At this juncture, it is pertinent to understand the contours of the concept of morality as far as the Indian Constitution and society are concerned. For an effective understanding of the concept of morality, a few questions can be raised, be it regarding the definitional structure or the relationship between constitutional and public (also referred to as social) morality.

To begin with, let us first delve into the definitional understanding of the term “morality”. Morality, according to Black’s Law Dictionary, is defined as “conformity with recognized rules of correct conduct”. (11) A legitimate question as to who recognises these rules is to be raised here. To answer this, the argument of Georges Ripert can be called upon here which states that morality includes the principles of good, justice, righteousness, etc. as fundamental values which are preserved, promoted, and protected by the law. (12) Therefore, can it be argued that only the righteous principles which are upheld by the legal principles form the part of morality? However, if this proposition is accepted then the idea of public morality will be completely ignored as Del Vecchio argues that the moral constitutes subjective ethics. (13)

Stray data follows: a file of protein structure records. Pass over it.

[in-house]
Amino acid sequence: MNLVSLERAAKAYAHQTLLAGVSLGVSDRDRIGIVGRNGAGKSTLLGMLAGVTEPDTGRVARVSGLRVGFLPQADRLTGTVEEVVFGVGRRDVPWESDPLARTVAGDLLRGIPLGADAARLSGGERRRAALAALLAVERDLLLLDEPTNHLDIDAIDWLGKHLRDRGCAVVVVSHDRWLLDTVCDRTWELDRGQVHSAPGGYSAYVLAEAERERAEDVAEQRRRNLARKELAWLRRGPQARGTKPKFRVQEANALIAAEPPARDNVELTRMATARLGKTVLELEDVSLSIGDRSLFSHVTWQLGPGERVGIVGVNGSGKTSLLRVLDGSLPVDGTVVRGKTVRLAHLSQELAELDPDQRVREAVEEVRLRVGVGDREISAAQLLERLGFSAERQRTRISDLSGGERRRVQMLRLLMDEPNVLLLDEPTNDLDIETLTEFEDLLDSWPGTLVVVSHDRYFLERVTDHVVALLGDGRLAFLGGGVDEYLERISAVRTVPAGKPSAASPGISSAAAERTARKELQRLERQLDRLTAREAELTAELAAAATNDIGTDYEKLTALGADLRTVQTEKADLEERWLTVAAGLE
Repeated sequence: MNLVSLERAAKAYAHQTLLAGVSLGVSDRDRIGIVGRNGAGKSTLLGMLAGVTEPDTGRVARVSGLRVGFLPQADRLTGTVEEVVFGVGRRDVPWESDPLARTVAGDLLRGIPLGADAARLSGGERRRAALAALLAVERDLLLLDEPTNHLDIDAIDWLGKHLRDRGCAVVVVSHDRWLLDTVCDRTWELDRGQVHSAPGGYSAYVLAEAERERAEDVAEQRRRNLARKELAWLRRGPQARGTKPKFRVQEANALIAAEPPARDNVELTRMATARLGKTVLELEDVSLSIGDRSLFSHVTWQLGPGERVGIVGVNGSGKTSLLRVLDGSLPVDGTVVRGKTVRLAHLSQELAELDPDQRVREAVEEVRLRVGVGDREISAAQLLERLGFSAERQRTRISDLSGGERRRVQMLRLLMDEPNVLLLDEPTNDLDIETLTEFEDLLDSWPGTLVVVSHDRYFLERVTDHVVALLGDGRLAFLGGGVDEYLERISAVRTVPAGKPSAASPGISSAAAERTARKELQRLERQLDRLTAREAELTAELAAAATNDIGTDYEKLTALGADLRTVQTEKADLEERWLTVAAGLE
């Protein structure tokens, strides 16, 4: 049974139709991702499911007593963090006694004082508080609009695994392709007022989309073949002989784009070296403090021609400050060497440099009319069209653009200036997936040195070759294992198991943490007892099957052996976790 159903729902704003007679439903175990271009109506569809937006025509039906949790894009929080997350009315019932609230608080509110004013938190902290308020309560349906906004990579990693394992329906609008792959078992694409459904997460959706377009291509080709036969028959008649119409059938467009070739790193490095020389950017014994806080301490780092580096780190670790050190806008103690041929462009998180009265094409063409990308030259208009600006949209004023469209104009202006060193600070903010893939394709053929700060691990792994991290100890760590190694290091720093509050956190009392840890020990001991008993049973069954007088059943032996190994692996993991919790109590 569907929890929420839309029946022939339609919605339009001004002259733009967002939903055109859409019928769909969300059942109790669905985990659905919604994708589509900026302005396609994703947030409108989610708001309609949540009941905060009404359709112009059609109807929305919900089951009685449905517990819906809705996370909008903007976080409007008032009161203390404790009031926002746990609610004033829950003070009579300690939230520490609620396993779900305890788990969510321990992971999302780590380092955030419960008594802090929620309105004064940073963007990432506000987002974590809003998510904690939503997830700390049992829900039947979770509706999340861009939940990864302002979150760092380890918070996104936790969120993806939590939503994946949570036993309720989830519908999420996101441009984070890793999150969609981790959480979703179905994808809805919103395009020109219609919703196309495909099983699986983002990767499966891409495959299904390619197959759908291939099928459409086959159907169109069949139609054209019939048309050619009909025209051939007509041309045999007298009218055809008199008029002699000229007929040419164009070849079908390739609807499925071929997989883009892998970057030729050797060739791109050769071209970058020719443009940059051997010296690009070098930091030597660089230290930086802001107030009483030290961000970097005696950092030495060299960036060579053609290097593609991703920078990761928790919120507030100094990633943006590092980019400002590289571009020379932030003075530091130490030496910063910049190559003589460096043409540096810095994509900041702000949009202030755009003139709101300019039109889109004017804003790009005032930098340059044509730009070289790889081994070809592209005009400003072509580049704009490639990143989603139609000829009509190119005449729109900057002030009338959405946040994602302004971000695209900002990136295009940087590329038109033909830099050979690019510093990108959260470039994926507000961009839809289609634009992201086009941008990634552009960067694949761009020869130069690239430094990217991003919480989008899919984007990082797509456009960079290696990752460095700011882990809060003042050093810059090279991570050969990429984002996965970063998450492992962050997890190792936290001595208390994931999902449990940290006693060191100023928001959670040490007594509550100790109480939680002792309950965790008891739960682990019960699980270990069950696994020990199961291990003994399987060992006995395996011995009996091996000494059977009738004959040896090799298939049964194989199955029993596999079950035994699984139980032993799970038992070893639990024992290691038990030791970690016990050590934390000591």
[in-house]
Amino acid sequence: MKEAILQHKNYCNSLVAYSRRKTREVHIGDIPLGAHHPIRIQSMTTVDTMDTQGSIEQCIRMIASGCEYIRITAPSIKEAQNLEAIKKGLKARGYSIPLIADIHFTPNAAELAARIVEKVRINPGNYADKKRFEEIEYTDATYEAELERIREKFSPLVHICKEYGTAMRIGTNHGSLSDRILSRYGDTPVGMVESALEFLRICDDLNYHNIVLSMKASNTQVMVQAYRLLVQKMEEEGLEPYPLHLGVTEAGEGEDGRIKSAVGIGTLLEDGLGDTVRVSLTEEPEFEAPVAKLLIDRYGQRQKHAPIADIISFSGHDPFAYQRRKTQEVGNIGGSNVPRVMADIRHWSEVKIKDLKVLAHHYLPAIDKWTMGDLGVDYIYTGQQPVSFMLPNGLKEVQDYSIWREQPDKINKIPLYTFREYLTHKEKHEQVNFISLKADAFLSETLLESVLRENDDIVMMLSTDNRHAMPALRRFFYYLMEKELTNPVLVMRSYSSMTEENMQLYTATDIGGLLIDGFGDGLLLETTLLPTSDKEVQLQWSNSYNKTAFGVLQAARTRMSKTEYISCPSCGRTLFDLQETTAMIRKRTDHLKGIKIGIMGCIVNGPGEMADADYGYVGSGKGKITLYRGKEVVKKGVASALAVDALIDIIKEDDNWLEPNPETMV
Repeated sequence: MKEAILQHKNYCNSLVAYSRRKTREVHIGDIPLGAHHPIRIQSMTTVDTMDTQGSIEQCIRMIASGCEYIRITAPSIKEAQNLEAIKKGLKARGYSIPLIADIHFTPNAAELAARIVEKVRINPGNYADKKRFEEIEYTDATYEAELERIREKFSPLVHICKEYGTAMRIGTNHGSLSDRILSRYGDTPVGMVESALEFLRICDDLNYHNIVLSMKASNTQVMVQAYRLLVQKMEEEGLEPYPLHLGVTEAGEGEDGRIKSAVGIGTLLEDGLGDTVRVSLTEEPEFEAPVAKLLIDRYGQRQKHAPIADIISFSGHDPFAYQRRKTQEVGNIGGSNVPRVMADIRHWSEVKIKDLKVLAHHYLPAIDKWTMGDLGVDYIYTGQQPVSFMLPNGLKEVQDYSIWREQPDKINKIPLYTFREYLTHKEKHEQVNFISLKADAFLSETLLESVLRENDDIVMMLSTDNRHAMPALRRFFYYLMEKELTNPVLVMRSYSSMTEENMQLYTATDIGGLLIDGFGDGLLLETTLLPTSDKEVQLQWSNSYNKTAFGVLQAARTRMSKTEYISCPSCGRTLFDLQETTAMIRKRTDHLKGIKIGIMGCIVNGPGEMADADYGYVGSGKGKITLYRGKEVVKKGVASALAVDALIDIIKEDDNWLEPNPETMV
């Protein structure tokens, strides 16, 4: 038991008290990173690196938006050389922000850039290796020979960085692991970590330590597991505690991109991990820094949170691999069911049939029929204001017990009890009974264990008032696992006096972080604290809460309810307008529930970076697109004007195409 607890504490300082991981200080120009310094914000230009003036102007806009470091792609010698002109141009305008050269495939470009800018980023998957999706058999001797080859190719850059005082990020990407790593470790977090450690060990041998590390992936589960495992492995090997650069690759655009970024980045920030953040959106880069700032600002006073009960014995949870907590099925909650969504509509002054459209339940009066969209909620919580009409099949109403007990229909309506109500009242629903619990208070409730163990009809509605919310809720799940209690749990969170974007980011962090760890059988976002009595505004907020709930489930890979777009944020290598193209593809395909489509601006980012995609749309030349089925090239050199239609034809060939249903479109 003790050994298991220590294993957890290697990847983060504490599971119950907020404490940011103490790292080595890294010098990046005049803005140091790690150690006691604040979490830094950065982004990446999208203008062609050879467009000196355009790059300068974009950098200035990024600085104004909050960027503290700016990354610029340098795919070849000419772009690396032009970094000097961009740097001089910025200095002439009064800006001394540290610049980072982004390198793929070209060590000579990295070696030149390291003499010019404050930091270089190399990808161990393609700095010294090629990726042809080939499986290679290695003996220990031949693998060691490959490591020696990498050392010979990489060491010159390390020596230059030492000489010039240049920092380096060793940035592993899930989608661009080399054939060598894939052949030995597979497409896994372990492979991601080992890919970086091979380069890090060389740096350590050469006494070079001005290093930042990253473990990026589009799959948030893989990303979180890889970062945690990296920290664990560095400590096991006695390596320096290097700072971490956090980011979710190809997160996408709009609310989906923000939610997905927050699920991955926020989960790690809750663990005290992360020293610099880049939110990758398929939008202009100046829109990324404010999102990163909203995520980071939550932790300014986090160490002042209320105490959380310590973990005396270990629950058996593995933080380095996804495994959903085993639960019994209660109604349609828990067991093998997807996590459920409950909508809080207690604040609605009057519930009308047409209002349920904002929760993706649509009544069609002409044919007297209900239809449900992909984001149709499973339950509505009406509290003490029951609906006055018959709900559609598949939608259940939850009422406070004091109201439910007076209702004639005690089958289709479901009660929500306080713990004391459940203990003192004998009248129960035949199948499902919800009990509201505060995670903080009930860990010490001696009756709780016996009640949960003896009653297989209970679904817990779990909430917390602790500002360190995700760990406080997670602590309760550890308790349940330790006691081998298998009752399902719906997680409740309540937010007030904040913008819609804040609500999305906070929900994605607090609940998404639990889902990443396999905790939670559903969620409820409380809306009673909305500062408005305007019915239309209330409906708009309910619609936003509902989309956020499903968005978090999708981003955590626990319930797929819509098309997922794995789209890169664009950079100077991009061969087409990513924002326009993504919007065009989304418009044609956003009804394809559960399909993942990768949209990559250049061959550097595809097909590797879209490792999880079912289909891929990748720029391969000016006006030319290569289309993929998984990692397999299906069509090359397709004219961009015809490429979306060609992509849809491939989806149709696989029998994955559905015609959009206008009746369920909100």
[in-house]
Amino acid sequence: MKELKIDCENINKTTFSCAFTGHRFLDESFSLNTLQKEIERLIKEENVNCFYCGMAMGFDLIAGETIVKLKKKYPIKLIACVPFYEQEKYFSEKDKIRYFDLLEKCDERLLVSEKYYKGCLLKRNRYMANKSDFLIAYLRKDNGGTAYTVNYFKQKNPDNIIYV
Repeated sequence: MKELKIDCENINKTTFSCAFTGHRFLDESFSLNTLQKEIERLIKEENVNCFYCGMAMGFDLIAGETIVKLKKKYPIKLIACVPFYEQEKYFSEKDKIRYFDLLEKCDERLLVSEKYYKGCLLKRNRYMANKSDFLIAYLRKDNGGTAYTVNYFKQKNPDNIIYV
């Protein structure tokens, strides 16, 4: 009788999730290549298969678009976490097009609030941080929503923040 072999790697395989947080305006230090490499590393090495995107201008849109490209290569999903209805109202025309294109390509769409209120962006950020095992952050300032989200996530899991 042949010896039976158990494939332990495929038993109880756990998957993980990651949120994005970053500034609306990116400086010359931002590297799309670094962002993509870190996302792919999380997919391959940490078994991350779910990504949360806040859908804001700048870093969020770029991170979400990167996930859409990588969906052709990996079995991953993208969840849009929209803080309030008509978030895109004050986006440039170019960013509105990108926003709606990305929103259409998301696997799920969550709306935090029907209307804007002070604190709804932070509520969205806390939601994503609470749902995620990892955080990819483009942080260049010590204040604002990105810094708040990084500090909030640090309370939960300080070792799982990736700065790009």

It is, hence, required to understand the idea of public and legal (in our sense, the constitutional) morality. Public morality largely constitutes “the ideals or general moral beliefs of a society” or “the ideals or actions of an individual to the extent that they affect others.” (14)

Constitutional – or legal – morality, on the other hand, is defined by the Court in Manoj Narula v. Union of India:

“The principle of constitutional morality basically means to bow down to the norms of the Constitution and not to act in a manner which would become violative of the rule of law or reflectible of action in an arbitrary manner.”

The understanding of public morality refers to the general beliefs of a society, whereas, constitutional morality has elements of the rule of law (15) and the unarbitrary fashion to act. Further, the Court has also cemented this distinction in several decisions (16) including Johar, and observed the following: